By the time we take into account the impact of rising temperatures on global sea levels and the flooding of low-lying areas like Hampton Roads, the net impact of higher CO2 concentrations likely still will be negative. But any honest accounting — of which there has been precious little — will consider both positive and negative impacts.

The Burkhart article was published in August 2018. A condensation of that article in Appalachian Woodlands and Sportsment’s Review brought it to my attention.

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7 responses to “Yum, Yum. Loblollies Love More CO2 Plant Food

  1. Too bad the market for pine lumber has nearly collapsed, due to overplanting 20 years ago. See last October’s piece in the Wall Street Journal.

    • how dare you bring up those pesky economic realities in this discussion!!

      We really don’t believe in GW you see, …. but if we must listen to “warmists” who say it’s true, the lying SOBs they are, then we’re quite sure it will also bring economic benefits and you just tromped all over that… bad bad… shame on you!

      😉

  2. The hard core climate activists say there is absolutely zero advantage for higher CO2 concentrations. ALL impacts will be catastrophic and disasterous for human life. So any opinion other than the need to immediately stop all CO2 emissions is considered denial.

  3. Forests of all kinds sequester carbon. Removing the timber products removes carbon incorporated in the timber. But for Virginia, this assumes VDOT stops drowning our timberland with failed drainage from roads that act as dams, and as JHOPP99 pointed out, that there is a viable market for the product. (And sea level rise involves saltwater, not rainfall that stagnates in VDOT ditches.)

  4. This is an interesting article, although I am not going to pretend that I understood any of the description of the modeling. It confirms the results of other research in the field: additional CO2 will increase the growth of plants. So, this could be good news for landowners who plant loblolly pines for future harvest. However, this stuff is complicated and there are lots of interactions, in addition to increased growth, that need to be taken into account. For example, although this does not apply to pine trees, research has shown that, for food plants, additional CO2 does increase the yield of a plant, but the nutrition of the plant is decreased. Also, the additional CO2 would increase the growth not only of the pine trees, but also other surrounding plants, such as weeds! Another factor to consider: additional CO2 for a plant results in the plant giving off less water (transpiration), thereby decreasing the need for the plant to take up water. In a pine forest, this could result in increased runoff and resultant flooding. Lesson: We should not fixate on one factor in considering the implications of changes in an ecosystem. There are intricate webs of relationships and a change in one factor may have positive effects, but also unanticipated negative effects that could offset any positive effects.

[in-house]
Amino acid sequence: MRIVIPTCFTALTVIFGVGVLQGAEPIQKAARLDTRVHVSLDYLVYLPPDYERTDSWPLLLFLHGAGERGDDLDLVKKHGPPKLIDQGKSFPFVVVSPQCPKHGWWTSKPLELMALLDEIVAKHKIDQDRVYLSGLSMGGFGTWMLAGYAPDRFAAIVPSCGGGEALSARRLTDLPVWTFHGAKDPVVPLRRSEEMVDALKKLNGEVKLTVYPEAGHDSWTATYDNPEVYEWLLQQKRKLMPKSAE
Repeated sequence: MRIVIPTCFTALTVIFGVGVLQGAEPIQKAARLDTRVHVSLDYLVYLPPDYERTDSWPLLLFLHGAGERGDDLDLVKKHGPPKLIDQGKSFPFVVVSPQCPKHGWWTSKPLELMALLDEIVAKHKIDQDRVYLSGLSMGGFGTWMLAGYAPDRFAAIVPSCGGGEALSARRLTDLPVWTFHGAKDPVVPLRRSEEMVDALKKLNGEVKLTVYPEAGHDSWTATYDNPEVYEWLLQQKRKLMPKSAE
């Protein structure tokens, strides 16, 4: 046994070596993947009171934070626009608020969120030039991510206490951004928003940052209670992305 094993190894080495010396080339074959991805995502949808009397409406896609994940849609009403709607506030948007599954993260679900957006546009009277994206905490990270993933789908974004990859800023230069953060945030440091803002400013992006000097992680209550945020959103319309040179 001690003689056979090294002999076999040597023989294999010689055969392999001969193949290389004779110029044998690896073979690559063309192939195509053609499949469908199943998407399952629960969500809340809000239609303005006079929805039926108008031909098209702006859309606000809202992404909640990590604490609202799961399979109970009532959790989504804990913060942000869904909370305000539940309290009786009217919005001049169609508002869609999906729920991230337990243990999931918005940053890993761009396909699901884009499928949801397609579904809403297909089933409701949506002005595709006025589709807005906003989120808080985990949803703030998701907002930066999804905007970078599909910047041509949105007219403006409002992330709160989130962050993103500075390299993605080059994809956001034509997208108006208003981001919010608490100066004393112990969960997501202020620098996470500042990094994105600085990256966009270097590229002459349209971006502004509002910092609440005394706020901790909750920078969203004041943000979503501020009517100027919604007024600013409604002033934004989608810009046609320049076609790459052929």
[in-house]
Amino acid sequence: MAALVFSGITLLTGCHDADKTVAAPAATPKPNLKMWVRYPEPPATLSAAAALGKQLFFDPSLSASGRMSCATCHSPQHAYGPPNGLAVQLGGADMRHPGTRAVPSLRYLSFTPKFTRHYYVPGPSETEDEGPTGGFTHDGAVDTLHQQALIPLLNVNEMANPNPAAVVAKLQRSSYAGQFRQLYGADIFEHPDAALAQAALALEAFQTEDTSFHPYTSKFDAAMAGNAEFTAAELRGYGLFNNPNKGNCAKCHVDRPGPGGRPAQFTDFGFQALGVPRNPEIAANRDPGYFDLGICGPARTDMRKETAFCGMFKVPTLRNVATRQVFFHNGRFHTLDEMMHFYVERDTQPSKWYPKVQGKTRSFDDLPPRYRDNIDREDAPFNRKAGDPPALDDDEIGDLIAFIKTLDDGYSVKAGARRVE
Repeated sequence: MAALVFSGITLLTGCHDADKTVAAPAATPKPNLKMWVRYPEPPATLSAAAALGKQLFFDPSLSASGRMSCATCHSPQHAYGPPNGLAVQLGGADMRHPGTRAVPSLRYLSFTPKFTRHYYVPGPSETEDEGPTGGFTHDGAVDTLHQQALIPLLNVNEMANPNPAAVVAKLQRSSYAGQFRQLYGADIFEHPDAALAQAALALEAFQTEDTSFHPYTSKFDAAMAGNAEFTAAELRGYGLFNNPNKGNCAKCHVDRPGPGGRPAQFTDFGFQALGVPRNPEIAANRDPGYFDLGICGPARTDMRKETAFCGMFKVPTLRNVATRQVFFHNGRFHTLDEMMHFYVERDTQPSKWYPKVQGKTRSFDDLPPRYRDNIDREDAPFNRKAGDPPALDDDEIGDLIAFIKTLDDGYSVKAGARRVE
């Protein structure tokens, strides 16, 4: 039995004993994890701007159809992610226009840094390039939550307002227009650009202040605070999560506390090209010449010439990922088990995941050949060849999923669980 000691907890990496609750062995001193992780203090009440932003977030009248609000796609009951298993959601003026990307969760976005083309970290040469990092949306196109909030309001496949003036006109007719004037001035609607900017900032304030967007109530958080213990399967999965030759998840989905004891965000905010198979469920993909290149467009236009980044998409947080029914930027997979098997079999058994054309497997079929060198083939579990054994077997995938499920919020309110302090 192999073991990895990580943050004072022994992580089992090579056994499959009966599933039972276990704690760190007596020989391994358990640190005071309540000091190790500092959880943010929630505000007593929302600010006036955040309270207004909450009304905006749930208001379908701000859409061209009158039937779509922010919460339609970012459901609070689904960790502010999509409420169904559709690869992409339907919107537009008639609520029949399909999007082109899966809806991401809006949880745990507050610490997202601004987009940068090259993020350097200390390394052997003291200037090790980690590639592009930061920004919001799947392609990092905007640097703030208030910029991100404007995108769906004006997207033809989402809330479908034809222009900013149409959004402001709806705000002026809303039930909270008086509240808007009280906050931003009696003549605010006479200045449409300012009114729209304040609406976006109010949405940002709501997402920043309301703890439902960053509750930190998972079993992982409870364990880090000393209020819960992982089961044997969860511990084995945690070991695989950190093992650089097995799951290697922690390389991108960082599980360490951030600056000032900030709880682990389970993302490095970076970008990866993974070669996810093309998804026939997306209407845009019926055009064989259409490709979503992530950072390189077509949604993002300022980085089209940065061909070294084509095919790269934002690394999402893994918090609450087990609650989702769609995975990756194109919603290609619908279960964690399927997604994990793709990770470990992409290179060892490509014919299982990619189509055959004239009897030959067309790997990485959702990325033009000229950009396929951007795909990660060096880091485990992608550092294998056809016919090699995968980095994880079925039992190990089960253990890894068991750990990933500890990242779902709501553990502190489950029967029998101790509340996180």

5. Oh Goody! Let’s build more gas pipelines and coal-fired plants!

  6. CO2 isn’t the only factor in transpiration. There’s research in Australia: “… to grow a large tree in what is called a Whole Tree Chamber and manipulate carbon dioxide levels in the chamber.” Image: Whole Tree Chamber Experiment at University of Western Sydney, Australia (source: http://www.uws.edu.au/hie/facilities/whole_tree_chambers) Do the pumps and sensors really simulate natural wind action effects on transpiration of the tree in the chamber? A tree 9 meters high with space around it is far from the side by side positions of 100-110 ft high loblollies.

    Temperature, humidity, wind and light all affect transpiration, along with soil moisture http://passel.unl.edu/pages/informationmodule.php?idinformationmodule=1092853841&topicorder=6. Interesting to study all this, but it might be too early to draw hard conclusions.